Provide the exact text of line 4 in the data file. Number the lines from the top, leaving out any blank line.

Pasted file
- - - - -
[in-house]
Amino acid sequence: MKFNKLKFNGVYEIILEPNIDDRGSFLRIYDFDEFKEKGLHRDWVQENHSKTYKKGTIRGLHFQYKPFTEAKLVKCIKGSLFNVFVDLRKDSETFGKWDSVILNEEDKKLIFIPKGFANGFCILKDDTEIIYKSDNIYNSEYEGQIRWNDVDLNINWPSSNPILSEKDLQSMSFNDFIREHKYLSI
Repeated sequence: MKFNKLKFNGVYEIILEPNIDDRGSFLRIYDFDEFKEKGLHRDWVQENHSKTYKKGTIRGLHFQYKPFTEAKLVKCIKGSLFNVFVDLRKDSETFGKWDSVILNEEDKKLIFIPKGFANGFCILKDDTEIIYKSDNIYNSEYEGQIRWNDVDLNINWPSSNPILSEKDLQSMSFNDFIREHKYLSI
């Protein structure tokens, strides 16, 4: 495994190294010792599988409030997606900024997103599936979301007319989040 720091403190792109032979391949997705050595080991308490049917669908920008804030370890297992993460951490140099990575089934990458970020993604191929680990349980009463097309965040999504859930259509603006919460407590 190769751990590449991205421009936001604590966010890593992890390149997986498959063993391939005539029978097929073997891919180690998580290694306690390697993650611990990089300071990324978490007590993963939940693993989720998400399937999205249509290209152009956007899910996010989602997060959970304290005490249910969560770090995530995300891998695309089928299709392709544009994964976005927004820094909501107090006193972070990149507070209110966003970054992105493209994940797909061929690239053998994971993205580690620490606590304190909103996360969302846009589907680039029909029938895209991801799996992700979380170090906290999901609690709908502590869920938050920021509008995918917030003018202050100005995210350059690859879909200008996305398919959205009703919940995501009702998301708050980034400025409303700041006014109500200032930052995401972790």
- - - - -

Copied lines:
């Protein structure tokens, strides 16, 4: 495994190294010792599988409030997606900024997103599936979301007319989040 720091403190792109032979391949997705050595080991308490049917669908920008804030370890297992993460951490140099990575089934990458970020993604191929680990349980009463097309965040999504859930259509603006919460407590 190769751990590449991205421009936001604590966010890593992890390149997986498959063993391939005539029978097929073997891919180690998580290694306690390697993650611990990089300071990324978490007590993963939940693993989720998400399937999205249509290209152009956007899910996010989602997060959970304290005490249910969560770090995530995300891998695309089928299709392709544009994964976005927004820094909501107090006193972070990149507070209110966003970054992105493209994940797909061929690239053998994971993205580690620490606590304190909103996360969302846009589907680039029909029938895209991801799996992700979380170090906290999901609690709908502590869920938050920021509008995918917030003018202050100005995210350059690859879909200008996305398919959205009703919940995501009702998301708050980034400025409303700041006014109500200032930052995401972790």